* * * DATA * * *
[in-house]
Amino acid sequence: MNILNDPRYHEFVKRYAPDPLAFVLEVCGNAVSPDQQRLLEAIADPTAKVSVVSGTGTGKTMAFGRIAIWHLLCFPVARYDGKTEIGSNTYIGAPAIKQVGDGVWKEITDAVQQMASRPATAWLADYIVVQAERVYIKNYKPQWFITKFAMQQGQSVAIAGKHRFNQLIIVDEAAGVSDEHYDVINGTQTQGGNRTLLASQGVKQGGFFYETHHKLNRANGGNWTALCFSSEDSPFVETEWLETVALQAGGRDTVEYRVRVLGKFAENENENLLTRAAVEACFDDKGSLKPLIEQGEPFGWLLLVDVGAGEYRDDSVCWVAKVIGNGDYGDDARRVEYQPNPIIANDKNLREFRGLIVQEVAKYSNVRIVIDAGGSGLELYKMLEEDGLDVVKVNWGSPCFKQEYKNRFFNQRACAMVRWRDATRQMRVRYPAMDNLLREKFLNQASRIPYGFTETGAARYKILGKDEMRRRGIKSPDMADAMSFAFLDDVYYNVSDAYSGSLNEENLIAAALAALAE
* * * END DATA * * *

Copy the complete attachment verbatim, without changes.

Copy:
[in-house]
Amino acid sequence: MNILNDPRYHEFVKRYAPDPLAFVLEVCGNAVSPDQQRLLEAIADPTAKVSVVSGTGTGKTMAFGRIAIWHLLCFPVARYDGKTEIGSNTYIGAPAIKQVGDGVWKEITDAVQQMASRPATAWLADYIVVQAERVYIKNYKPQWFITKFAMQQGQSVAIAGKHRFNQLIIVDEAAGVSDEHYDVINGTQTQGGNRTLLASQGVKQGGFFYETHHKLNRANGGNWTALCFSSEDSPFVETEWLETVALQAGGRDTVEYRVRVLGKFAENENENLLTRAAVEACFDDKGSLKPLIEQGEPFGWLLLVDVGAGEYRDDSVCWVAKVIGNGDYGDDARRVEYQPNPIIANDKNLREFRGLIVQEVAKYSNVRIVIDAGGSGLELYKMLEEDGLDVVKVNWGSPCFKQEYKNRFFNQRACAMVRWRDATRQMRVRYPAMDNLLREKFLNQASRIPYGFTETGAARYKILGKDEMRRRGIKSPDMADAMSFAFLDDVYYNVSDAYSGSLNEENLIAAALAALAE